Photo Credit: Su-Ying Lee and Jennifer L. Davis
How To Make Space and Female Migrant Domestic Workers in Hong Kong
Curated by Jennifer Davis & Su-Ying Lee, How To Make Space is an exhibition that frames the temporary architectures built by Hong Kong’s population of female migrant domestic workers (MDWs) as gestures of female spatial agency. Three commissioned projects reveal the oppressive legal and cultural forces that compel the women to occupy public spaces and build structures of found materials in which to spend their Sundays off from work. The projects are researched and authored by Canadian artists Stephanie Comilang and MFAIA faculty advisor Devora Neumark, and a third to be determined.
The three commissioned projects will be presented in various Hong Kong public venues June 25 – July 23, 2016. Situating the exhibition in the public milieu, rather than a gallery, will raise awareness of the MDWs’ situation to a broad audience and directly engage the spaces and people of central concern.
The long-term goal is to learn tactics, such as those employed by MDWs, which gesture toward the possibility of a feminist architecture by using methodologies that challenge dominant hegemonies within the discipline and broader society. To that end, each commissioned project illuminates an aspect of the MDWs’ agency in Hong Kong whilst questioning a given part of architecture’s dogma. Stephanie Comilang’s sci-fi inspired film eschews the construct of the generic “user” by occupying the point of view of the “alien” MDW who navigates the city. Devora Neumark evolves her Not Built For That series of relational artworks by contrasting a space’s intended “program” with the MDWs’ actual activities.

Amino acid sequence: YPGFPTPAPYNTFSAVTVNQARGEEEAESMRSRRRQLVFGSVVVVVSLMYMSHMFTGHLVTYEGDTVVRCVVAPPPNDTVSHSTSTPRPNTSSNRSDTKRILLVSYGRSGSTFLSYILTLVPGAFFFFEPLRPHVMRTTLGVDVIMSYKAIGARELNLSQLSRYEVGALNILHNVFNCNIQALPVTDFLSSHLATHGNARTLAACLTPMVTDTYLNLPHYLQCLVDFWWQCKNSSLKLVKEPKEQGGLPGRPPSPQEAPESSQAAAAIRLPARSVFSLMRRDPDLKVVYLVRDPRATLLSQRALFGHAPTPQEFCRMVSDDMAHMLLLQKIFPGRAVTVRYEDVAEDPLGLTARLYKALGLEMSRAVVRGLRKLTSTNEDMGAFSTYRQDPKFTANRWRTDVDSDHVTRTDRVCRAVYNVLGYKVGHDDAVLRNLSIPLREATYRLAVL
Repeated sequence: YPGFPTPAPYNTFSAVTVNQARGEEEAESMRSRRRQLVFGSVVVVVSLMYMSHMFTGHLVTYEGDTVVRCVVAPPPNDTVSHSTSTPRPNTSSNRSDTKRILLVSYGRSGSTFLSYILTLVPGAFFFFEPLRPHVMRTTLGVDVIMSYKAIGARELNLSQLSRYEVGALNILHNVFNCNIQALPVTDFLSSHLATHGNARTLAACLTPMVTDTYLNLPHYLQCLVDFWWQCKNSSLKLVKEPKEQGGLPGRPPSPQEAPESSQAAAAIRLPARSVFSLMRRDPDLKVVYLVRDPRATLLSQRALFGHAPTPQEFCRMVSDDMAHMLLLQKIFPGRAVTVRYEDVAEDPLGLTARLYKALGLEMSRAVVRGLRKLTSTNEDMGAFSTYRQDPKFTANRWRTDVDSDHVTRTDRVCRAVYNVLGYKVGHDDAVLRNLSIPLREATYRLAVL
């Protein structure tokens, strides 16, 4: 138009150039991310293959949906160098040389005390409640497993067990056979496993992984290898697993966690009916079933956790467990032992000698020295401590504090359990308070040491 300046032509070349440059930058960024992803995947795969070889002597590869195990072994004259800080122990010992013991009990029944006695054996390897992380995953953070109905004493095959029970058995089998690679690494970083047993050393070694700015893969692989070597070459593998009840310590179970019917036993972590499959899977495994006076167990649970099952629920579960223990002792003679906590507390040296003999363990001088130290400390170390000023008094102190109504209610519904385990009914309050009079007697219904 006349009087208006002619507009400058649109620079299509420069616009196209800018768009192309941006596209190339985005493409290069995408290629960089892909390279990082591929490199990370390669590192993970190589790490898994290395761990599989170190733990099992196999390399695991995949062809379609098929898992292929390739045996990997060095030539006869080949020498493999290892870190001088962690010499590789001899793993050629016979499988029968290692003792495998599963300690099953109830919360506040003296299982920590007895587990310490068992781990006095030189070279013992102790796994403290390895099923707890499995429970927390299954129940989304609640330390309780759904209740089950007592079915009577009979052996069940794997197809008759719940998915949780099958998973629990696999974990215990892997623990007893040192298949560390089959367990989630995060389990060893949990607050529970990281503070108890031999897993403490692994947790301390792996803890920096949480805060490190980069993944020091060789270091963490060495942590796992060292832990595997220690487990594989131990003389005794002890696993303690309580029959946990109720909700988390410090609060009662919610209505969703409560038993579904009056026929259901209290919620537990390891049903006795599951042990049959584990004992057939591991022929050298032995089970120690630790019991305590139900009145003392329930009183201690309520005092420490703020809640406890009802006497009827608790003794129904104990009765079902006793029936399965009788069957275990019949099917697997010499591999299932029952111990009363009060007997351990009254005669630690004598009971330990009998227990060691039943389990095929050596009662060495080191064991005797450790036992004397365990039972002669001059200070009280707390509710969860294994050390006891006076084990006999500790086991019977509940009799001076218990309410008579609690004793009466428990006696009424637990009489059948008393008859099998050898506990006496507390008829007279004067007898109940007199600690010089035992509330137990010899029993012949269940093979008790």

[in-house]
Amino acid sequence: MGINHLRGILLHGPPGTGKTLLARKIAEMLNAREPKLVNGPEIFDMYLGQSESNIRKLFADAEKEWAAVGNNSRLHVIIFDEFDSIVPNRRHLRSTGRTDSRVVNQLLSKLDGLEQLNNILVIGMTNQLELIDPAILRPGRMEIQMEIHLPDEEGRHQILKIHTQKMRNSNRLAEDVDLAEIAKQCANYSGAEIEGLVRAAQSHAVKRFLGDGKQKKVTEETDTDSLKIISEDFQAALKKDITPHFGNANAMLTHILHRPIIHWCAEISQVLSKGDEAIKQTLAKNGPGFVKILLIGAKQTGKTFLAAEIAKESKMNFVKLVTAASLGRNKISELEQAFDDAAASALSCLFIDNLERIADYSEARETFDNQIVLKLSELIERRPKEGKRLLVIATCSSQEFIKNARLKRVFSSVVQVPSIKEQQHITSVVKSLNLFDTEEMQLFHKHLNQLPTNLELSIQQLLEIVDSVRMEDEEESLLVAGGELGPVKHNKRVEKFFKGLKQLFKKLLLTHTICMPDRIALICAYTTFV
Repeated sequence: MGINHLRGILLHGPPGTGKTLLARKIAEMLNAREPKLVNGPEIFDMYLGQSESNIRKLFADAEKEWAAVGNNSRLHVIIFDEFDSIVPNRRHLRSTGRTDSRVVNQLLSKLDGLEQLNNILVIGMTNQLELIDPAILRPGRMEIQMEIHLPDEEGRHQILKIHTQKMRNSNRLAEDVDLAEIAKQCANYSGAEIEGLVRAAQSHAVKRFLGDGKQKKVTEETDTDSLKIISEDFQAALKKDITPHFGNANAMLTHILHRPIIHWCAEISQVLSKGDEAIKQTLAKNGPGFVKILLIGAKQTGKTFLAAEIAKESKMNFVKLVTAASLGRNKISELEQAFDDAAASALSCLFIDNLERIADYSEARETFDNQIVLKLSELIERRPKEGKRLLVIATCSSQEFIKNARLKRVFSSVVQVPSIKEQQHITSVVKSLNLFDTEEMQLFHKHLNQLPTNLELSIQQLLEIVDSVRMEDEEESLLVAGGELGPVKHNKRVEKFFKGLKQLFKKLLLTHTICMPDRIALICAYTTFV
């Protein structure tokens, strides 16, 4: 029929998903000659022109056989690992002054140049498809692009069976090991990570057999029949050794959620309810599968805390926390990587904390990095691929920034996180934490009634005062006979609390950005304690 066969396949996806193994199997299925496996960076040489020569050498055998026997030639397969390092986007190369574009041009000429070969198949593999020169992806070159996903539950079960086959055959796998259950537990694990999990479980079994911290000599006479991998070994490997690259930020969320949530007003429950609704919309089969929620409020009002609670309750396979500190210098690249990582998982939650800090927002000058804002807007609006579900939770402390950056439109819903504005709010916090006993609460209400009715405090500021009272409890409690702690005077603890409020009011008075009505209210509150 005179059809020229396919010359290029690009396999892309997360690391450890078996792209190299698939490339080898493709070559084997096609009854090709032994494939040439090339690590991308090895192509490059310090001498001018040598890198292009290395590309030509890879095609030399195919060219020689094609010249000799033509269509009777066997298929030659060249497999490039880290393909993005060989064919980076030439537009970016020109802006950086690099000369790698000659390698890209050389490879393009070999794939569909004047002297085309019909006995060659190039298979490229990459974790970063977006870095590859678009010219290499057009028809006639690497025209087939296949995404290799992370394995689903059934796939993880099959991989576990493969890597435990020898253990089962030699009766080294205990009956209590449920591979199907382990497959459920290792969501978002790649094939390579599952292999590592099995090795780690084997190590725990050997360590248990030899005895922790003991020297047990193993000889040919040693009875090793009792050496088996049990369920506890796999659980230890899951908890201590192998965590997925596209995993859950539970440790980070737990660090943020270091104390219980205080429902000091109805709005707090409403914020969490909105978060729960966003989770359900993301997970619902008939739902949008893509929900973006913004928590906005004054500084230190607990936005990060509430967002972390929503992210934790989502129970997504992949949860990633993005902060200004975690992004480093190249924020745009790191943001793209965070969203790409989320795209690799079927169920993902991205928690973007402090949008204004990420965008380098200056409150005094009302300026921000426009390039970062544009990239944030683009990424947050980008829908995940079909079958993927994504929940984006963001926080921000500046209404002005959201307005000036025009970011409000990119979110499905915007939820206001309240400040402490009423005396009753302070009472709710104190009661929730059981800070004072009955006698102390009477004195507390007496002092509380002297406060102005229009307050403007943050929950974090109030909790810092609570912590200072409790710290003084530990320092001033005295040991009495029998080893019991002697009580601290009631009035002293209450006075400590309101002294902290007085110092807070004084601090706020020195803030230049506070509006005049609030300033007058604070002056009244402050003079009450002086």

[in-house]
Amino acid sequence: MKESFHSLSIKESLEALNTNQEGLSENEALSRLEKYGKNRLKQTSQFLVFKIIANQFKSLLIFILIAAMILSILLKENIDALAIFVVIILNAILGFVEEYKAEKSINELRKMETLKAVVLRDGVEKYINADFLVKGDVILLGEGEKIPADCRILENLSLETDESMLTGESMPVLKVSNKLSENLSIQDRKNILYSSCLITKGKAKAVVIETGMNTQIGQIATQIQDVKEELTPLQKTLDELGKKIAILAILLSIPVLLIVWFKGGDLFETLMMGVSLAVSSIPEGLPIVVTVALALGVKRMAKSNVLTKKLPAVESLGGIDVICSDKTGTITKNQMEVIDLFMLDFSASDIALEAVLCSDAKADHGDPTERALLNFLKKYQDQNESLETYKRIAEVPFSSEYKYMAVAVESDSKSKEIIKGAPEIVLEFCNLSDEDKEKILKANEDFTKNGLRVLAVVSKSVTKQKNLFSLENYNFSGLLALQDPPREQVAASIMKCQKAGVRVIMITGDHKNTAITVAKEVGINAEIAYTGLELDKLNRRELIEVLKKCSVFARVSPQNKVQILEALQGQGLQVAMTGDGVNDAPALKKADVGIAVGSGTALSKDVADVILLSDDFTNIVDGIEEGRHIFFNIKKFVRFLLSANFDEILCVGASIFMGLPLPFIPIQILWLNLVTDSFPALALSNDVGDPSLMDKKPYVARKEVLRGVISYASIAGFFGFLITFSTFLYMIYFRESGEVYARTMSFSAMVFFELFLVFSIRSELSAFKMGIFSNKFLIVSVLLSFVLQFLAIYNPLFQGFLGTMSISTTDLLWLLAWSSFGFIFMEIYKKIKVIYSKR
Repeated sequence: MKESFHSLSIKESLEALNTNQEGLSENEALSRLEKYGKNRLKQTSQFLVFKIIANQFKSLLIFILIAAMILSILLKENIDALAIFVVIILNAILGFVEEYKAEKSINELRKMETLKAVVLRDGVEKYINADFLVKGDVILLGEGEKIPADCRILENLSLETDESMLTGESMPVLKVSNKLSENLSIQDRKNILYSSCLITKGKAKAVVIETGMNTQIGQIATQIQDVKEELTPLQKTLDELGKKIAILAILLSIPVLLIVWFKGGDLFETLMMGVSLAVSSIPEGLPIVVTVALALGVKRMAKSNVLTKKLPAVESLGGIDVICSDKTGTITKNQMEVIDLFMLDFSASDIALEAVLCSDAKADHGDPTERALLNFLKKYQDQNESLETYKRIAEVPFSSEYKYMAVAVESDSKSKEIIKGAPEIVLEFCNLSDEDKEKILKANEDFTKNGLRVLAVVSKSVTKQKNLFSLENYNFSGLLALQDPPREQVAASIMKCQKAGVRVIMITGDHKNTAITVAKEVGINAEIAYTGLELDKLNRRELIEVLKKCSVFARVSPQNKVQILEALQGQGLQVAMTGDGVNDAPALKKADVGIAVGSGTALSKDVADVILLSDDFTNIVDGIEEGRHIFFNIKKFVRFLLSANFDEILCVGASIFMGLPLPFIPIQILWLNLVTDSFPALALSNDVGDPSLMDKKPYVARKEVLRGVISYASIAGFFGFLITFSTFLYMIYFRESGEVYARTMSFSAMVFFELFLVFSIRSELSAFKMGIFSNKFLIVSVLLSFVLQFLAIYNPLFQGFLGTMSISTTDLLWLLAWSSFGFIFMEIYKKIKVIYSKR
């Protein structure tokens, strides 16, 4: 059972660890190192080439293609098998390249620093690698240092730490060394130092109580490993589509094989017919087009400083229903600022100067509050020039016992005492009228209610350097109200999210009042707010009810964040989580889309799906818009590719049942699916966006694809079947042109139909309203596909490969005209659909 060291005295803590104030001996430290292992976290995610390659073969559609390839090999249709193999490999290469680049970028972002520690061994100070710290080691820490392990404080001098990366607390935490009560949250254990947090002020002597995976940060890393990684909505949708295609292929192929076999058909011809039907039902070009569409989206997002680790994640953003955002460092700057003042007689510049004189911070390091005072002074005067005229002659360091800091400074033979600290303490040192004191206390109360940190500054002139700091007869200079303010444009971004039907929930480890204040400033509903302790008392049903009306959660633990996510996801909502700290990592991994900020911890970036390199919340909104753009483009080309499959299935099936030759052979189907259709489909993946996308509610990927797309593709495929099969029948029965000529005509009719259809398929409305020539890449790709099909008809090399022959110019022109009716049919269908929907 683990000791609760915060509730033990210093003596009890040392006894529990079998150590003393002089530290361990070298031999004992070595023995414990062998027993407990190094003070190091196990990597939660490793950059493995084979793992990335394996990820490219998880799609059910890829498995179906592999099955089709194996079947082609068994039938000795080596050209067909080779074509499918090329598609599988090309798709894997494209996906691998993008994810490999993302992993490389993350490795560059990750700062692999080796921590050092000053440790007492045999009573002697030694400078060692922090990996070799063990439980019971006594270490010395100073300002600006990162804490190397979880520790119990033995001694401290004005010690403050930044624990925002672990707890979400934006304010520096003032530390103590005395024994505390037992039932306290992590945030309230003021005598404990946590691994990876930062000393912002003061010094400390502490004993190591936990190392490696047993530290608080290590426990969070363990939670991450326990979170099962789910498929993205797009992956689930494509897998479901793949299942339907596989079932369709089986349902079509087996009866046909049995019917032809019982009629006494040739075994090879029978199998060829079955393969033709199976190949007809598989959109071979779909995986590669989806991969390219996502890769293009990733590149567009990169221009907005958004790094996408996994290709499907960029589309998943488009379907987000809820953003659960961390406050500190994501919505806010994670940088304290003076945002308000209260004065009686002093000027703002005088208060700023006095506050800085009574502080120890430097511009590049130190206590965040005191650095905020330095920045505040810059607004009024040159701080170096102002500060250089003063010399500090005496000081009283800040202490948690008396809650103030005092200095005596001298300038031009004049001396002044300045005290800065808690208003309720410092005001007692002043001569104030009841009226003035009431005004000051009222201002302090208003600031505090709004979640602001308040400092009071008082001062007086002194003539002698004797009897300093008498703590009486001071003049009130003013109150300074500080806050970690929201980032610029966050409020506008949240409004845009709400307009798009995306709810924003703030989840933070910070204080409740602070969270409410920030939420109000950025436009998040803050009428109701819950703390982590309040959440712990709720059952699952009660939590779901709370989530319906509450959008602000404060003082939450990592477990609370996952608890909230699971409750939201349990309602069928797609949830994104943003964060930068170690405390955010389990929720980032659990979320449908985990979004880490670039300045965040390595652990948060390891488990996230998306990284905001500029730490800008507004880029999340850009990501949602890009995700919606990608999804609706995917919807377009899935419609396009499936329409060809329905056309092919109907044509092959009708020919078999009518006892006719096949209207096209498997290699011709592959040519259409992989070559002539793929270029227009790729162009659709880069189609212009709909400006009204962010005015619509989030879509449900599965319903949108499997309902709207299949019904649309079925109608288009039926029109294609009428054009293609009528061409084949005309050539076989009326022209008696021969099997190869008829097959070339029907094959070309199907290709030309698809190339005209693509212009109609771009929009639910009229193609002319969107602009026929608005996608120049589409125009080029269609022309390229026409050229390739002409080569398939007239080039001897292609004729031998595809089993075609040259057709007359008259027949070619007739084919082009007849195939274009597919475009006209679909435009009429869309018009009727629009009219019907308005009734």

How To Make Space is organized by Rear View (Projects), an independent Toronto-based arts collective founded by Su-Ying Lee, a contemporary art curator and Jennifer Davis, an architect. Unlike typical arts organizations, their goal is to mobilize art to bring free exhibitions into public spaces to reach a broad non-expert audience. Exhibition topics are broad social issues that engage people both within the art community and community at large. These initiatives give emerging Canadian artists opportunities to produce new projects they would not otherwise have the resources to present. 100% of fundraising done by Rear View (Projects) goes directly into such projects.
Crowdsourced donations of Aeroplan miles will be used to fly Canadian artists, Stephanie Comilang and Devora Neumark, to Hong Kong so they can participate in the exhibition How To Make Space. Aeroplan miles can be contributed to here.
Links: Rear View (Projects) and Apexart
Left Photo: Storme Webber, Frye Art Museum/Artist Trust Consortium 2015 James W Ray Awardee. Photo Credit: Artist Trust.
Right Photo: Black Lives Matter event at Northwest African American Museum. Photo Credit: Naomi Ishisaka.
James W. Ray Venture Project Award
Alumna Storme Webber (MFAIA-WA ’14) has been awarded the James W. Ray Venture Project Award. The award recognizes artists in all disciplines whose work demonstrates exceptional originality and is intended to free artists to advance their creative work. Storme Webber is a Two Spirit, Alutiiq/Black/Choctaw, internationally nurtured poet, playwright, educator and interdisciplinary artist. Her forthcoming Noirish Lesbiana is an interdisciplinary installation that embraces Noir aesthetics to tell hidden tales of Seattle’s multicultural queer past.
Regional Emmy Award
Current MFAIA-VT student Brenda Bowyer (Farmwald) won a regional Emmy in October 2015 for a poverty series called “Big Questions” in the category “Outstanding Achievement for Public Affairs/Current Affairs Programming – Series”. Bowyer also presented a lecture in November called “Care to Sustainability: Why Evoking Empathy is the First Step to Creating Ethical Concern and Sustainability” at the 22nd International Vincentian Business Ethics Conference in New York.